Surprisingly, applying this policy even allows us to pick larger maximum learning rates, closer to the minimum of the plot we draw when using the learning rate finder. Those trainings are a bit more dangerous in the sense that the loss can go too far away and make the whole thing diverge. In those cases, it can be worth to try with a longer cycle before going to a slower learning rate, since a long warm-up seems to help.

In this graph, the learning rate was rising from 0.15 to 3 between epochs 0 and 22.5, getting back to 0.15 between epochs 22.5 and 45 then going to one hundredth of 0.15 in the last few epochs. With very high learning rates, we get to learn faster and prevent overfitting. The difference between the validation loss and the training loss stays extremely low up until we annihilate the learning rates. This is the phenomenon Leslie Smith describes as super convergence.

With this technique, we can train a resnet-56 to have 92.3% accuracy on cifar10 in barely 50 epochs. Going to a cycle of 70 epochs gets us at 93% accuracy.

By opposition, a smaller cycle followed by a longer annihilation will result in something like this:

Here our two steps end at epoch 42 and the rest of the training is spent with a learning rate slowly decreasing. The validation loss stops decreasing causing bigger and bigger overfitting, and the accuracy barely gets up.

## Cyclical momentum

To accompany the movement toward larger learning rates, Leslie found in his experiments that decreasing the momentum led to better results. This supports the intuition that in that part of the training, we want the SGD to quickly go in new directions to find a flatter area, so the new gradients need to be given more weight. In practice, he recommends to pick two values likes 0.85 and 0.95, and decrease from the higher one to the lower one when we increase the learning rate, then go back to the higher momentum as the learning rate goes down.

According to Leslie, the exact best value of momentum chosen during the whole training can give us the same final results, but using cyclical momentums removes the hassle of trying multiple values and running several full cycles, losing precious time.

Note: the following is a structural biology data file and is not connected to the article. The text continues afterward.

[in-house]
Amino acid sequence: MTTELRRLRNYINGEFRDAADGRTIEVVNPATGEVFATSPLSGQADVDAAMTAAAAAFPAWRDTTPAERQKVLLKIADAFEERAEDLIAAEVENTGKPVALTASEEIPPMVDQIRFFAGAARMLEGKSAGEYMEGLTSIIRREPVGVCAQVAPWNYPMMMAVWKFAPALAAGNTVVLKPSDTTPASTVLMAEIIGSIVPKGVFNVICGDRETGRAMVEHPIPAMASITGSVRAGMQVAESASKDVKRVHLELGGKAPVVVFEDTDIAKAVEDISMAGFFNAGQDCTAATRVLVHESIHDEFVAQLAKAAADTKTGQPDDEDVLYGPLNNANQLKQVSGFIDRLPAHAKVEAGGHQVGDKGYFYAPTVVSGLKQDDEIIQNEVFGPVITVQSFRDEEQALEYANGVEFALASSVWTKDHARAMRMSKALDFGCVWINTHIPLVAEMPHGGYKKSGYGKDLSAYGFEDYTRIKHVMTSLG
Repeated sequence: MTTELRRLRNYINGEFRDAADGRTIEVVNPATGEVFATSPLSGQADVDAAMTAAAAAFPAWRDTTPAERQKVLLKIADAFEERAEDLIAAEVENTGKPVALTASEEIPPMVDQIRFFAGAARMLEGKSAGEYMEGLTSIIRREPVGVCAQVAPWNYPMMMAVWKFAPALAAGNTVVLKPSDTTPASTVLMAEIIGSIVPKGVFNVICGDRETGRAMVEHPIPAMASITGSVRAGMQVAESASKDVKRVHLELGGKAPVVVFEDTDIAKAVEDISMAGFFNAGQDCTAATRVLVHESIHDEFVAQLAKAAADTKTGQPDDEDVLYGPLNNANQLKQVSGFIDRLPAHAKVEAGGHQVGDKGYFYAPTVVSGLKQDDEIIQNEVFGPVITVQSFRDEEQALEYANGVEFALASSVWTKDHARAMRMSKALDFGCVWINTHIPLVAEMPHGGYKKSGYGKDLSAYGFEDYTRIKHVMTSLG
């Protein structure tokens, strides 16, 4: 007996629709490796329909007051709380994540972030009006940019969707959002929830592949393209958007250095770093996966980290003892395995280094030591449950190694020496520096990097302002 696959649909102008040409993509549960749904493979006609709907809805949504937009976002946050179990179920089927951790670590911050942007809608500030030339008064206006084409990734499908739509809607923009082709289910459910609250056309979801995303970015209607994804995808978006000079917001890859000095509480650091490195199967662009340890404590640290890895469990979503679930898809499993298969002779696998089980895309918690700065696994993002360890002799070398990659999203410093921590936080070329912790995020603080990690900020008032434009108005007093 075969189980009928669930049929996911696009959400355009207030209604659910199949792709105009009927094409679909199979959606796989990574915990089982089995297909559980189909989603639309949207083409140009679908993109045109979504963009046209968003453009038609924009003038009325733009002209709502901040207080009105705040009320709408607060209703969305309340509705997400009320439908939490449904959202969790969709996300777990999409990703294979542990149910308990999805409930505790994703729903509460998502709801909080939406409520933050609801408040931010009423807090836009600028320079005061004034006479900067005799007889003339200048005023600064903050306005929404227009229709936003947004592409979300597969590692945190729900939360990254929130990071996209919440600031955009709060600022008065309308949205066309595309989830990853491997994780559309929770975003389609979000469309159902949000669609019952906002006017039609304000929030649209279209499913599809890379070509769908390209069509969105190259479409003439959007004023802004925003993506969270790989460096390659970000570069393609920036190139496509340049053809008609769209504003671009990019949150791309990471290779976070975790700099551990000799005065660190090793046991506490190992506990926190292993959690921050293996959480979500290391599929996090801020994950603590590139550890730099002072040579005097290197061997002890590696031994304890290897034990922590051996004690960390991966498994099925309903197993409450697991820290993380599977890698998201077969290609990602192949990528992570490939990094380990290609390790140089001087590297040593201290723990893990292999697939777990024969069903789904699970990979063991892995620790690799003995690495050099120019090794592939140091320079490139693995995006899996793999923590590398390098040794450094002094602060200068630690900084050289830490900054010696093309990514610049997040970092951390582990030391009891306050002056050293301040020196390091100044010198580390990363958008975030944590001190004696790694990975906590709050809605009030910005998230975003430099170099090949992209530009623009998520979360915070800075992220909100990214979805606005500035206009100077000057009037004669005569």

Even if using cyclical momentum always gave slightly better results, I didn't find the same gap as in the paper between using a constant momentum and cyclical ones.

## All the other parameters matter

The way we tune all the other hyper-parameters of the model will impact the best learning rate. That's why when we run the Learning Rate Finder, it's very important to use it with the exact same conditions as during our training. For instance different batch sizes or weight decays will impact the results:

This can be useful to set some hyper-parameters. For instance, with weight decay, Leslie's advice is to run the learning rate finder for a few values of weight decay, and pick the largest one that will still let us train at a high maximum learning rate. This is how we can come up with the $$10^{-4}$$ used in our experiments.

In his opinion, the batch size should be set to the highest possible value to fit in the available memory. Then the other hyper-parameters we may have (dropout for instance) can be tuned the same way as weight decay, or just by trying on a cycle and see the results they give. The only thing is to never forget to re-run the Learning Rate Finder, especially when deciding to pick a strategy with an aggressive learning rate close to the maximum possible value.

Training with the 1cycle policy at high learning rates is a method of regularization in itself, so we shouldn't be surprised if we have to reduce the other forms of regularization we were previously using when we put it in place. It will however be more efficient, since we can train for a long time at large learning rates.